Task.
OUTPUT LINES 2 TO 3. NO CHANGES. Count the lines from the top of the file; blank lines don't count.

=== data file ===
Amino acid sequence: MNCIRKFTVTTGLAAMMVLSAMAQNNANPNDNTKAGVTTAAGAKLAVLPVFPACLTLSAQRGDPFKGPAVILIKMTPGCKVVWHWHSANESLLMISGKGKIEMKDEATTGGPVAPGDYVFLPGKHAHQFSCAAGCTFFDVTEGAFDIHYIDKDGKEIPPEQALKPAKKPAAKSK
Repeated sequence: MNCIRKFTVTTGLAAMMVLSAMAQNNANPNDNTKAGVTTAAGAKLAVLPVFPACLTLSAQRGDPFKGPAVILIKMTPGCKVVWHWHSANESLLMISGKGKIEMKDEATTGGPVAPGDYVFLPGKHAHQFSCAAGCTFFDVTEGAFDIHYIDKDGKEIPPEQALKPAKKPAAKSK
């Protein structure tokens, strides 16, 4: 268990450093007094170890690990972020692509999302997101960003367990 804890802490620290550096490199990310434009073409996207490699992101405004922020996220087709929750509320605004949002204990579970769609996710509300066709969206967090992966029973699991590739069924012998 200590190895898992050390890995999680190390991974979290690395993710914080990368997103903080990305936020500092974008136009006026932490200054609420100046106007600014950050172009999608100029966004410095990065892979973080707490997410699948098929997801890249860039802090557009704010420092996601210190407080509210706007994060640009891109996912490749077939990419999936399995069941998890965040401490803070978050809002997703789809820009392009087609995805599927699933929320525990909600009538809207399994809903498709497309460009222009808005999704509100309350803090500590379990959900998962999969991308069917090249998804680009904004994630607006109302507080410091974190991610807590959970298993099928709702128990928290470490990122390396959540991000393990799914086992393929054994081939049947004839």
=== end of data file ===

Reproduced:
Repeated sequence: MNCIRKFTVTTGLAAMMVLSAMAQNNANPNDNTKAGVTTAAGAKLAVLPVFPACLTLSAQRGDPFKGPAVILIKMTPGCKVVWHWHSANESLLMISGKGKIEMKDEATTGGPVAPGDYVFLPGKHAHQFSCAAGCTFFDVTEGAFDIHYIDKDGKEIPPEQALKPAKKPAAKSK
């Protein structure tokens, strides 16, 4: 268990450093007094170890690990972020692509999302997101960003367990 804890802490620290550096490199990310434009073409996207490699992101405004922020996220087709929750509320605004949002204990579970769609996710509300066709969206967090992966029973699991590739069924012998 200590190895898992050390890995999680190390991974979290690395993710914080990368997103903080990305936020500092974008136009006026932490200054609420100046106007600014950050172009999608100029966004410095990065892979973080707490997410699948098929997801890249860039802090557009704010420092996601210190407080509210706007994060640009891109996912490749077939990419999936399995069941998890965040401490803070978050809002997703789809820009392009087609995805599927699933929320525990909600009538809207399994809903498709497309460009222009808005999704509100309350803090500590379990959900998962999969991308069917090249998804680009904004994630607006109302507080410091974190991610807590959970298993099928709702128990928290470490990122390396959540991000393990799914086992393929054994081939049947004839």